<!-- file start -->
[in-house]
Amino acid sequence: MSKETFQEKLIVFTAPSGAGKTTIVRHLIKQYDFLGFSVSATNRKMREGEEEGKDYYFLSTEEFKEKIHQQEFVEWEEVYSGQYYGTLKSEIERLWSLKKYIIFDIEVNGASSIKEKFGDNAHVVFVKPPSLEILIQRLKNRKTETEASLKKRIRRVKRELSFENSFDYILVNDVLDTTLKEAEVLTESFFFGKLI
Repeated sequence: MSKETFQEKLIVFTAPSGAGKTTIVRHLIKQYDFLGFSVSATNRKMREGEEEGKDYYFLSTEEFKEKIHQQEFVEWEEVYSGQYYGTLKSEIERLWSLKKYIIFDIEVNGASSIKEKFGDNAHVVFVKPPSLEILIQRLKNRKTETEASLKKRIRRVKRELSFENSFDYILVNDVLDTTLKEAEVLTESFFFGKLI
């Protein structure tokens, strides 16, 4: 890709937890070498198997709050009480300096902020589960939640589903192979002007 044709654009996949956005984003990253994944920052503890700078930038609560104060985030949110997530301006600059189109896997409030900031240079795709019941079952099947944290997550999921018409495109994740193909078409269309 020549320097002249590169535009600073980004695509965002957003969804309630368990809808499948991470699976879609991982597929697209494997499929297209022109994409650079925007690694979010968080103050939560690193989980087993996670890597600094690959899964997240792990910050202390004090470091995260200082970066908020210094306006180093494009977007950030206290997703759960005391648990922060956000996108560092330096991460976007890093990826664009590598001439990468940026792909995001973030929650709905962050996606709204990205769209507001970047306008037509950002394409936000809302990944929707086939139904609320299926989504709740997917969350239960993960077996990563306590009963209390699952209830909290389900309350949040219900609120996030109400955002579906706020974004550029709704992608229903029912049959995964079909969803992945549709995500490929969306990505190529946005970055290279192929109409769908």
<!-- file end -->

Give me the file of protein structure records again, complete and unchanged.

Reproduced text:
[in-house]
Amino acid sequence: MSKETFQEKLIVFTAPSGAGKTTIVRHLIKQYDFLGFSVSATNRKMREGEEEGKDYYFLSTEEFKEKIHQQEFVEWEEVYSGQYYGTLKSEIERLWSLKKYIIFDIEVNGASSIKEKFGDNAHVVFVKPPSLEILIQRLKNRKTETEASLKKRIRRVKRELSFENSFDYILVNDVLDTTLKEAEVLTESFFFGKLI
Repeated sequence: MSKETFQEKLIVFTAPSGAGKTTIVRHLIKQYDFLGFSVSATNRKMREGEEEGKDYYFLSTEEFKEKIHQQEFVEWEEVYSGQYYGTLKSEIERLWSLKKYIIFDIEVNGASSIKEKFGDNAHVVFVKPPSLEILIQRLKNRKTETEASLKKRIRRVKRELSFENSFDYILVNDVLDTTLKEAEVLTESFFFGKLI
């Protein structure tokens, strides 16, 4: 890709937890070498198997709050009480300096902020589960939640589903192979002007 044709654009996949956005984003990253994944920052503890700078930038609560104060985030949110997530301006600059189109896997409030900031240079795709019941079952099947944290997550999921018409495109994740193909078409269309 020549320097002249590169535009600073980004695509965002957003969804309630368990809808499948991470699976879609991982597929697209494997499929297209022109994409650079925007690694979010968080103050939560690193989980087993996670890597600094690959899964997240792990910050202390004090470091995260200082970066908020210094306006180093494009977007950030206290997703759960005391648990922060956000996108560092330096991460976007890093990826664009590598001439990468940026792909995001973030929650709905962050996606709204990205769209507001970047306008037509950002394409936000809302990944929707086939139904609320299926989504709740997917969350239960993960077996990563306590009963209390699952209830909290389900309350949040219900609120996030109400955002579906706020974004550029709704992608229903029912049959995964079909969803992945549709995500490929969306990505190529946005970055290279192929109409769908």